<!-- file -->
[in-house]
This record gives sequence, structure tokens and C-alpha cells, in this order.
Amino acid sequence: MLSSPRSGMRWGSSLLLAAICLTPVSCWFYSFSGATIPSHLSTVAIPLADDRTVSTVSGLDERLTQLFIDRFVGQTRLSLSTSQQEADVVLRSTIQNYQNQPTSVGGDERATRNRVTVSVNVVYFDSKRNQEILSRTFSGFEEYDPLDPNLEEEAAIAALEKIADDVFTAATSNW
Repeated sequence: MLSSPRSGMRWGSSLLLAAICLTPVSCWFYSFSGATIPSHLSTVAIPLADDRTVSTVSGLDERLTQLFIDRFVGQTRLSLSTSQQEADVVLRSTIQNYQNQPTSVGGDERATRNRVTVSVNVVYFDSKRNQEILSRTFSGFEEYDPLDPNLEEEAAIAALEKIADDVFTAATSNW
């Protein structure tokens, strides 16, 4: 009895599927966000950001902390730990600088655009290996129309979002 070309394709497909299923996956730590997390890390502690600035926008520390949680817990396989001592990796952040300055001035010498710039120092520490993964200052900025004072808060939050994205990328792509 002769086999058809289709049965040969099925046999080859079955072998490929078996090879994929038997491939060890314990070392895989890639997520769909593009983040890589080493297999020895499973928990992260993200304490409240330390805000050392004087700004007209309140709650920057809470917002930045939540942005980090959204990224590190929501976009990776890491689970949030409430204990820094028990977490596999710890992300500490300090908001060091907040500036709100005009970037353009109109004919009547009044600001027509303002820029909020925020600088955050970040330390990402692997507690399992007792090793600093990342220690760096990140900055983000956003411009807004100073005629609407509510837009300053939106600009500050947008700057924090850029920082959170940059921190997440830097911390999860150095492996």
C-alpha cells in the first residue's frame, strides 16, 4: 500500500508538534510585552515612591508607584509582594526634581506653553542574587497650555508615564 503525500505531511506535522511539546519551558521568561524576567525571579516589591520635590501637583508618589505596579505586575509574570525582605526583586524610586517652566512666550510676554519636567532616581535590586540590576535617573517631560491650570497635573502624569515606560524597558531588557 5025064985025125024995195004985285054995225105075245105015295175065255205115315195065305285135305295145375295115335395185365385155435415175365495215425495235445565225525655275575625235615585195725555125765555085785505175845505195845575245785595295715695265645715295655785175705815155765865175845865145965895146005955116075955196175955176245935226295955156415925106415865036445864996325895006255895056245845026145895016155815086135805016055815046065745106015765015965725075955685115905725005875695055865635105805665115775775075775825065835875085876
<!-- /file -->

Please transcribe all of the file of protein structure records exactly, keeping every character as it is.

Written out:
[in-house]
This record gives sequence, structure tokens and C-alpha cells, in this order.
Amino acid sequence: MLSSPRSGMRWGSSLLLAAICLTPVSCWFYSFSGATIPSHLSTVAIPLADDRTVSTVSGLDERLTQLFIDRFVGQTRLSLSTSQQEADVVLRSTIQNYQNQPTSVGGDERATRNRVTVSVNVVYFDSKRNQEILSRTFSGFEEYDPLDPNLEEEAAIAALEKIADDVFTAATSNW
Repeated sequence: MLSSPRSGMRWGSSLLLAAICLTPVSCWFYSFSGATIPSHLSTVAIPLADDRTVSTVSGLDERLTQLFIDRFVGQTRLSLSTSQQEADVVLRSTIQNYQNQPTSVGGDERATRNRVTVSVNVVYFDSKRNQEILSRTFSGFEEYDPLDPNLEEEAAIAALEKIADDVFTAATSNW
């Protein structure tokens, strides 16, 4: 009895599927966000950001902390730990600088655009290996129309979002 070309394709497909299923996956730590997390890390502690600035926008520390949680817990396989001592990796952040300055001035010498710039120092520490993964200052900025004072808060939050994205990328792509 002769086999058809289709049965040969099925046999080859079955072998490929078996090879994929038997491939060890314990070392895989890639997520769909593009983040890589080493297999020895499973928990992260993200304490409240330390805000050392004087700004007209309140709650920057809470917002930045939540942005980090959204990224590190929501976009990776890491689970949030409430204990820094028990977490596999710890992300500490300090908001060091907040500036709100005009970037353009109109004919009547009044600001027509303002820029909020925020600088955050970040330390990402692997507690399992007792090793600093990342220690760096990140900055983000956003411009807004100073005629609407509510837009300053939106600009500050947008700057924090850029920082959170940059921190997440830097911390999860150095492996």
C-alpha cells in the first residue's frame, strides 16, 4: 500500500508538534510585552515612591508607584509582594526634581506653553542574587497650555508615564 503525500505531511506535522511539546519551558521568561524576567525571579516589591520635590501637583508618589505596579505586575509574570525582605526583586524610586517652566512666550510676554519636567532616581535590586540590576535617573517631560491650570497635573502624569515606560524597558531588557 5025064985025125024995195004985285054995225105075245105015295175065255205115315195065305285135305295145375295115335395185365385155435415175365495215425495235445565225525655275575625235615585195725555125765555085785505175845505195845575245785595295715695265645715295655785175705815155765865175845865145965895146005955116075955196175955176245935226295955156415925106415865036445864996325895006255895056245845026145895016155815086135805016055815046065745106015765015965725075955685115905725005875695055865635105805665115775775075775825065835875085876